UC Berkeley files suit against Gill Tract occupiers

ALBANY, Calif.

Occupy The Farm members are still on the land defying legal action, filed by UC Berkeley on Wednesday. They also held a march and rally Wednesday evening starting in Berkeley, then continued farming the university's agriculture research property in Albany.

The 11-page suit filed by the regents of the University of California claims the occupiers cut locks illegally and are establishing an illegal encampment. Eric Larsen is one of 14 named defendants in the suit. The complaint also names 150 unnamed defendants that the suit lists as "John" and "Jane Doe." "Several of the individuals armed with large, sharp garden tools, began to till the soil," Larsen said reading the lawsuit.

This is the latest move by the university to regain control of the property that is slated for educational use and research in only days. "We need to begin our research activities there by the middle of May. We will honor our commitment to our faculty and students. We will honor our commitment to the taxpayers who are funding that research and we will regain control of that property," said UC Berkeley spokesman Dan Mogulof.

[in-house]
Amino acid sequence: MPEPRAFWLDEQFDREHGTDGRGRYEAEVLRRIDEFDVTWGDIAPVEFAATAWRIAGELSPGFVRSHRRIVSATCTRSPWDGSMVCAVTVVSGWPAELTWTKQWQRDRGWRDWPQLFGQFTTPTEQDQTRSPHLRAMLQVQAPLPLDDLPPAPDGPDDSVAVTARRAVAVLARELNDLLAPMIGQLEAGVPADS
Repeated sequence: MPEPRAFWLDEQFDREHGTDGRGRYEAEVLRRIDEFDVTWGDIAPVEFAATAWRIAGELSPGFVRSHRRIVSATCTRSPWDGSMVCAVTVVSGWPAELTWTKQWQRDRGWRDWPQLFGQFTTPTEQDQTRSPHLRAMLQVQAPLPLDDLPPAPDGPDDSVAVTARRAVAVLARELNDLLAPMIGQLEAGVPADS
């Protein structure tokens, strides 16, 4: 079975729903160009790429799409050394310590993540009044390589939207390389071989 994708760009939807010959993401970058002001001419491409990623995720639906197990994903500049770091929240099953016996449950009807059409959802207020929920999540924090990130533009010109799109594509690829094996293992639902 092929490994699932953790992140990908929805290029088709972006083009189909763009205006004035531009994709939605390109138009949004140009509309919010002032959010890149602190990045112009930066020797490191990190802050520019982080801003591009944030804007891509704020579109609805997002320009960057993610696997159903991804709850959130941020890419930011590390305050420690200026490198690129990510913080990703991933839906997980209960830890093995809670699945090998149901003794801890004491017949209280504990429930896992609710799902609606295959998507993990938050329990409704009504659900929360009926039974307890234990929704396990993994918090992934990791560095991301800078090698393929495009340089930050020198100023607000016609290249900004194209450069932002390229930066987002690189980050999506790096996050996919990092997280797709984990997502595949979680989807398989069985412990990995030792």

Protesters have occupied the Albany land known as the "Gill Tract" since April 22. The group Occupy the Farm called for the property to be used as an urban farm and they're trying to prevent it from being developed. On Tuesday, UC officials warned the group that they were "running out of time to leave voluntarily." Larsen says he won't give up and if they want to come after him, they know where to find him. "They can find my place of residence by consulting the city council to which I live and have made public comments regularly," he said. UC Berkeley has still been allowing the demonstrators to enter and leave the property as long as they are on foot.

Things initially took a turn Wednesday morning when police started installing barricades around the encampment. Protesters say police woke them up around 6 a.m. and told them they had to leave immediately. They added that if they didn't comply, they would be arrested and if they interfered, chemical agents would be used.

Police say they are following new guidelines and that pepper spray would be a last resort.

The university says it has offered to allow the occupiers to continue farming if they remove their tents, but so far, they have refused.

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